With that list, take each one of the problems that you listed and put it somewhere around these quadrants.

So this magic quadrant goes on what drives the problem — process-driven or asset-driven — and what is the frequency of the problem: is it a high-frequency or a low-frequency problem?

Let’s take two classic examples. If I’m looking at bread baking, and on the weight of the bread. This is related to the process and usually high-frequency because the weight changes for every bread (loaf)/ The other extreme is a failing pump. It will probably fail once or twice a year, and the reason is usually the asset, is the pump itself. So the bread weight will be usually a process-driven, high-frequency problem, while the failure of  the pump will be an asset-related, low-frequency problem.

So the first step was making a list of your problems. The second step, putting them on the quadrants, and the cool thing comes now. Each one of those quadrant areas is a different technology. Let’s start with quadrant one. In quadrant one we need artificial intelligence that understands the manufacturing process — after all, this is a process-driven problem — and we need supervised machine learning. If you remember what I said two  minutes ago, the supervised machine learning is when we look at frequent problems and find the pattern, and explain why did it happen. On the other extreme, when we look at quadrant four, that was the pump example, it is an asset-driven, low-frequency problem. Here we usually use vibration or acoustic unsupervised learning, since we don’t have many examples, we simply ask if it is normal or abnormal and we do it per asset, not per  process.

Those are usually the most important quadrants. Quadrant number one will be world of predictive quality and yield, quadrant number four will be the world of predictive maintenance.

Let’s take a look at quadrant number two. This quadrant does not have its own technology, but you can convert the problem to quadrant one or quadrant four. So, if you find a process proxy — I will explain what that is in a minute — go to quadrant one. If you don’t have a process proxy, go to quadrant four. Let’s take an example. Let’s take a vacuum system, this is an asset problem, that is failing every second week. It’s a frequent problem. So that would be quadrant two. If we can, for example, look for a process proxy that would be the pressure of the pump, and we know that the pressure of the pump is telling the story of the failing of the vacuum system, that would be a classic quadrant one example. But if we cannot find a process proxy like the pressure, we need to solve it with vibration or acoustic measurements.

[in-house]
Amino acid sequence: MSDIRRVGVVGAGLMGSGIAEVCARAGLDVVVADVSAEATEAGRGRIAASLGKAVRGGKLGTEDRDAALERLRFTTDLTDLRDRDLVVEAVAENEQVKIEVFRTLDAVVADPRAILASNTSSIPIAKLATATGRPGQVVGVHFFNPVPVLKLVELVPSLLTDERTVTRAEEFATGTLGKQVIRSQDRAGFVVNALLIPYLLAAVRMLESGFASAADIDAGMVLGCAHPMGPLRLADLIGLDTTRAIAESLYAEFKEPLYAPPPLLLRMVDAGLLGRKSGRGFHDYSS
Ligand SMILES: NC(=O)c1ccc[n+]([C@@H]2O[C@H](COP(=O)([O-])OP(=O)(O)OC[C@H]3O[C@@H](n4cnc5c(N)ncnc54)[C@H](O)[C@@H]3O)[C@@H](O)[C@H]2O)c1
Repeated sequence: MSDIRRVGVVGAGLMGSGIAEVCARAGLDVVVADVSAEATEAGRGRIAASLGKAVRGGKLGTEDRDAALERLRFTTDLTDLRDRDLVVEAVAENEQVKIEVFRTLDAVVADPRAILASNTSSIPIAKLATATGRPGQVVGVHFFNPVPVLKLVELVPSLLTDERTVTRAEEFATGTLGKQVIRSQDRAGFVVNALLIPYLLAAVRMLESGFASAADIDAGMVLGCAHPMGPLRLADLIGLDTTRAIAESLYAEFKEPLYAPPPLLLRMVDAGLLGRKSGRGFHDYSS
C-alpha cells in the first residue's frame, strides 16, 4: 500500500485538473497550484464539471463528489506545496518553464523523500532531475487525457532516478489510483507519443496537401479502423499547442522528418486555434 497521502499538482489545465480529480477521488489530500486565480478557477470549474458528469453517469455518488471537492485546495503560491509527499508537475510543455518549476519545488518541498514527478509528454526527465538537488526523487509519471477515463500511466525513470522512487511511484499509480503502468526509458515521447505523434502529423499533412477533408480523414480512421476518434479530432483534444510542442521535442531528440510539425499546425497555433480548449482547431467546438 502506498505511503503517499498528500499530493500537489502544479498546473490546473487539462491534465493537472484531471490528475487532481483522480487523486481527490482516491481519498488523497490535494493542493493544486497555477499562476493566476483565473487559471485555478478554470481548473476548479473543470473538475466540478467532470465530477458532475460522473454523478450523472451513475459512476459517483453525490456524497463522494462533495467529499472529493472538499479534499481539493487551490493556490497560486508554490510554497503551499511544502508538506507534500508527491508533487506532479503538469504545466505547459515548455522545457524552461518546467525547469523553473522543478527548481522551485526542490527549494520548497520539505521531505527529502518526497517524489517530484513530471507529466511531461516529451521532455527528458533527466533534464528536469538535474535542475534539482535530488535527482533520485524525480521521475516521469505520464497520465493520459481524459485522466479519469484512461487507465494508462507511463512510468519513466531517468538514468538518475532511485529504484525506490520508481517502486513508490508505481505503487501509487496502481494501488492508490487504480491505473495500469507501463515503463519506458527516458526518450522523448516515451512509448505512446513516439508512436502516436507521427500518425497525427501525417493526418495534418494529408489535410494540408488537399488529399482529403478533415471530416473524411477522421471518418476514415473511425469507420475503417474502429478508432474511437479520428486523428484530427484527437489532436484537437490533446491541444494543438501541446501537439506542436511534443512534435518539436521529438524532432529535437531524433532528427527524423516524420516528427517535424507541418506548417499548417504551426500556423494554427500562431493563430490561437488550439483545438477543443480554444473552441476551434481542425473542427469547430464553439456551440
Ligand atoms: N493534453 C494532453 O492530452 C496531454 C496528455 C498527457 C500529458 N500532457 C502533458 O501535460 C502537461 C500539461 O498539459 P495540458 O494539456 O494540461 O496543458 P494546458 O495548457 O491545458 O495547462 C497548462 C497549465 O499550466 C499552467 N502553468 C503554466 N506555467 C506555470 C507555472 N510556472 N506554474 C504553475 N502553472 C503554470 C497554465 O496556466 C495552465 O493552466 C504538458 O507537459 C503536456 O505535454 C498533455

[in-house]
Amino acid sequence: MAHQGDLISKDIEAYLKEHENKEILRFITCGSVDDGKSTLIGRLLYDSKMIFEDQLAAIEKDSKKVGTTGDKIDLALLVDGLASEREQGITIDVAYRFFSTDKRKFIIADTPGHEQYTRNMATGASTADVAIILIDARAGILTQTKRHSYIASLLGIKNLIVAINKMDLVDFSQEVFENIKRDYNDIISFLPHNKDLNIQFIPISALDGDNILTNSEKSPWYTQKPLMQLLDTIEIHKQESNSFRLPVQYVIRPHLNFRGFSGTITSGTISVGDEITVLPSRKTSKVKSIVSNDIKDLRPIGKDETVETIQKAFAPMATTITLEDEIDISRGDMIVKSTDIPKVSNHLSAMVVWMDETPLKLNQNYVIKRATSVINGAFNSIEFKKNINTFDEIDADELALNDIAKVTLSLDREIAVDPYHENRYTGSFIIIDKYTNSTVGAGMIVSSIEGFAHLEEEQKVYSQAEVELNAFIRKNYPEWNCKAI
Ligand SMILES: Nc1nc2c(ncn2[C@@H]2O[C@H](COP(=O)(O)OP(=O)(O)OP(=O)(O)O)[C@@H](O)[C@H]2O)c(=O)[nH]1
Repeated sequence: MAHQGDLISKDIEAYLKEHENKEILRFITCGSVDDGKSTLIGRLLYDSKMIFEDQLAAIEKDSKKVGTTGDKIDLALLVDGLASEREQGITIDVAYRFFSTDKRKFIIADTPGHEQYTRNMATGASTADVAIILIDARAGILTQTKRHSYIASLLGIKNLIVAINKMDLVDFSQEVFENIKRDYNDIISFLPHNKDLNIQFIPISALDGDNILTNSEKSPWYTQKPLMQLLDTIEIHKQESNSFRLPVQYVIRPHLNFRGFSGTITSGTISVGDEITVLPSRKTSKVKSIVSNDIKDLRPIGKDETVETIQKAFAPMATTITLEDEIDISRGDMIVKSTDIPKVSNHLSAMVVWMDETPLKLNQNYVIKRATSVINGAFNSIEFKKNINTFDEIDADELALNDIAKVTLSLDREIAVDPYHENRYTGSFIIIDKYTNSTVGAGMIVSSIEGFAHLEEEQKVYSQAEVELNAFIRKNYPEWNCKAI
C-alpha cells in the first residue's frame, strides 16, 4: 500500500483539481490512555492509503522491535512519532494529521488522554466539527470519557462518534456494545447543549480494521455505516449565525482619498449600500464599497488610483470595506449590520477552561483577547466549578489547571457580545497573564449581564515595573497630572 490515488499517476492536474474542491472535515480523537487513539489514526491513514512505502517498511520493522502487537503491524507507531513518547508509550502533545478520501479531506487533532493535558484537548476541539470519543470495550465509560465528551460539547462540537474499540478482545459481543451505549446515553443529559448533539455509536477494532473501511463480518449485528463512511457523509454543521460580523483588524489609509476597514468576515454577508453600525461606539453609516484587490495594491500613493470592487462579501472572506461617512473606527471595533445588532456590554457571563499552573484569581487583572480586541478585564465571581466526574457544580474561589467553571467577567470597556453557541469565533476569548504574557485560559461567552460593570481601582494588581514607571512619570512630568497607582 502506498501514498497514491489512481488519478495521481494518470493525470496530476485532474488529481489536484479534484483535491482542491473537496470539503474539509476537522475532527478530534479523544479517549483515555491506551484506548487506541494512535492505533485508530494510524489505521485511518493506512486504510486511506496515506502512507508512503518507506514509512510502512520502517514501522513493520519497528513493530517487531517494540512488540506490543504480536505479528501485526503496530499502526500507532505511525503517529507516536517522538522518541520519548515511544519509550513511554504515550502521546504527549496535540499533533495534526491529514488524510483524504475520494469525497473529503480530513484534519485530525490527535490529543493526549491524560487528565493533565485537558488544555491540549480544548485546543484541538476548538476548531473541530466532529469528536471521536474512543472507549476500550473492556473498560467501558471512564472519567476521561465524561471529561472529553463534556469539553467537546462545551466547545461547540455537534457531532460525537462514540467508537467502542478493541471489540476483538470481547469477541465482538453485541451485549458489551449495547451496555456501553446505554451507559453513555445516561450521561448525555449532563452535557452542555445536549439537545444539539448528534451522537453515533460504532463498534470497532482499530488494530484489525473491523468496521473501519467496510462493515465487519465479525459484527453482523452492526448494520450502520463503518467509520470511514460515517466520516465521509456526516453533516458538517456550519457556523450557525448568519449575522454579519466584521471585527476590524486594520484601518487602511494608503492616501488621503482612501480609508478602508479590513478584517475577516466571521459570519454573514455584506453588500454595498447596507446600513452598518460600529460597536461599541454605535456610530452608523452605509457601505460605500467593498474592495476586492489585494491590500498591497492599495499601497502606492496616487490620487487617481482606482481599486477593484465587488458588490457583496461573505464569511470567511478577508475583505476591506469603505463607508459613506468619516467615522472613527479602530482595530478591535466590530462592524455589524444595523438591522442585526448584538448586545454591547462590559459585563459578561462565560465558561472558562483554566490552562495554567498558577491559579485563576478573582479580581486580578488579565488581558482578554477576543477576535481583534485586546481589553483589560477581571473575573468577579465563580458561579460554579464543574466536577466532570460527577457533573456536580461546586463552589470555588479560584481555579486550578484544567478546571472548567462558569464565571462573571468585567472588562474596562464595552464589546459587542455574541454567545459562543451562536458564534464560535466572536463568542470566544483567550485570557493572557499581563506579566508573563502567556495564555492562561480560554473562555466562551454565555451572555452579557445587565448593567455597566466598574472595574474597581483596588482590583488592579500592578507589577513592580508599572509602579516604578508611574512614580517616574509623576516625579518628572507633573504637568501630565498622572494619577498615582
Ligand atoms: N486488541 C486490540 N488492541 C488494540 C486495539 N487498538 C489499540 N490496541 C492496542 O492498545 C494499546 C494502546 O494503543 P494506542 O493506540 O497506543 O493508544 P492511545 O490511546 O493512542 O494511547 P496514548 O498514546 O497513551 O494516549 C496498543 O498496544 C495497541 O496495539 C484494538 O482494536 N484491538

As for quadrant (three), process-driven losses that are low-frequency, there is a technology behind that, but usually it is not a real concern for most manufacturers. An extreme situation in the process, very rarely, is not something that many manufacturers are actually concerned about. It’s not happening always and the technology of process-driven unsupervised learning is also not very accurate.

To make a long story short, generally your problems are probably in quadrant one or quadrant four. For quadrant one you will need predictive quality and yield, process-based technology which is supervised learning, and for quadrant four you will need predictive maintenance, vibration or acoustic unsupervised machine learning  per specific asset.

Another thing that is super-important to know at this stage: no one can do it all. There is not one supplier that can tell you “I’m the best in the world in supervised learning and I’m the best in the world in unsupervised learning”. Messi is a great football player but he’s not the best in basketball. You can simply not… You cannot be the best in all.

[Eden] So essentially we would put the Seebo solution in quadrant number one?

[Liran] Yes, you are right. In Seebo, our entire world and expertise is in quadrant number one. Our algorithms are designed to solve problems that are process-driven and frequent. And because of the pure focus that we  have and due to the fact that this is the only thing we do we are the best in the world at that.

[Eden] Thank you, Liran, and thank you everyone for all the great questions you’ve been e-mailing to us. Keep sending them in, the e-mail is right there.

See you next time!

Here’s how Seebo solves process-driven manufacturing losses like quality, yield, waste and throughput.